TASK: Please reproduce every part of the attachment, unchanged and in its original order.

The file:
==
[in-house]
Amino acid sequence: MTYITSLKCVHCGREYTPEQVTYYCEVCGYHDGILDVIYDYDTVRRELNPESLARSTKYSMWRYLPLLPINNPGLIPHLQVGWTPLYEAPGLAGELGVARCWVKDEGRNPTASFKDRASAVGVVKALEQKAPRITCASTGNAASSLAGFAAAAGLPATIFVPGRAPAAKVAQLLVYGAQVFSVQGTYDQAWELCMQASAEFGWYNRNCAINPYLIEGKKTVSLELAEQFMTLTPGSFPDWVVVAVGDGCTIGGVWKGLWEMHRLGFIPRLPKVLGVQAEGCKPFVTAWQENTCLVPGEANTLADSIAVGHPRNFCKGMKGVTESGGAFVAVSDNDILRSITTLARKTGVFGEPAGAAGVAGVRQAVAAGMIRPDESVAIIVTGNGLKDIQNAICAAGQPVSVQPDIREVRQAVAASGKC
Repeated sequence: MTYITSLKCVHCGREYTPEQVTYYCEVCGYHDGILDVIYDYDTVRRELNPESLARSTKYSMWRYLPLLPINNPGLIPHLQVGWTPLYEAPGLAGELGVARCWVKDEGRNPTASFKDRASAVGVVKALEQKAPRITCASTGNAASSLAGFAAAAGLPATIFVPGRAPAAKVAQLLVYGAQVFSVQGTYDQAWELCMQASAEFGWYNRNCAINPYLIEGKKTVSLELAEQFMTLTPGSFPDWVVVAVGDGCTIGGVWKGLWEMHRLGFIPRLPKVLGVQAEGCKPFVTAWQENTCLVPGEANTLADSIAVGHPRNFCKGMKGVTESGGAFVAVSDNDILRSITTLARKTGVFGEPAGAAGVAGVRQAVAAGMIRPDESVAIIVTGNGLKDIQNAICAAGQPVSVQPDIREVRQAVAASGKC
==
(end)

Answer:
[in-house]
Amino acid sequence: MTYITSLKCVHCGREYTPEQVTYYCEVCGYHDGILDVIYDYDTVRRELNPESLARSTKYSMWRYLPLLPINNPGLIPHLQVGWTPLYEAPGLAGELGVARCWVKDEGRNPTASFKDRASAVGVVKALEQKAPRITCASTGNAASSLAGFAAAAGLPATIFVPGRAPAAKVAQLLVYGAQVFSVQGTYDQAWELCMQASAEFGWYNRNCAINPYLIEGKKTVSLELAEQFMTLTPGSFPDWVVVAVGDGCTIGGVWKGLWEMHRLGFIPRLPKVLGVQAEGCKPFVTAWQENTCLVPGEANTLADSIAVGHPRNFCKGMKGVTESGGAFVAVSDNDILRSITTLARKTGVFGEPAGAAGVAGVRQAVAAGMIRPDESVAIIVTGNGLKDIQNAICAAGQPVSVQPDIREVRQAVAASGKC
Repeated sequence: MTYITSLKCVHCGREYTPEQVTYYCEVCGYHDGILDVIYDYDTVRRELNPESLARSTKYSMWRYLPLLPINNPGLIPHLQVGWTPLYEAPGLAGELGVARCWVKDEGRNPTASFKDRASAVGVVKALEQKAPRITCASTGNAASSLAGFAAAAGLPATIFVPGRAPAAKVAQLLVYGAQVFSVQGTYDQAWELCMQASAEFGWYNRNCAINPYLIEGKKTVSLELAEQFMTLTPGSFPDWVVVAVGDGCTIGGVWKGLWEMHRLGFIPRLPKVLGVQAEGCKPFVTAWQENTCLVPGEANTLADSIAVGHPRNFCKGMKGVTESGGAFVAVSDNDILRSITTLARKTGVFGEPAGAAGVAGVRQAVAAGMIRPDESVAIIVTGNGLKDIQNAICAAGQPVSVQPDIREVRQAVAASGKC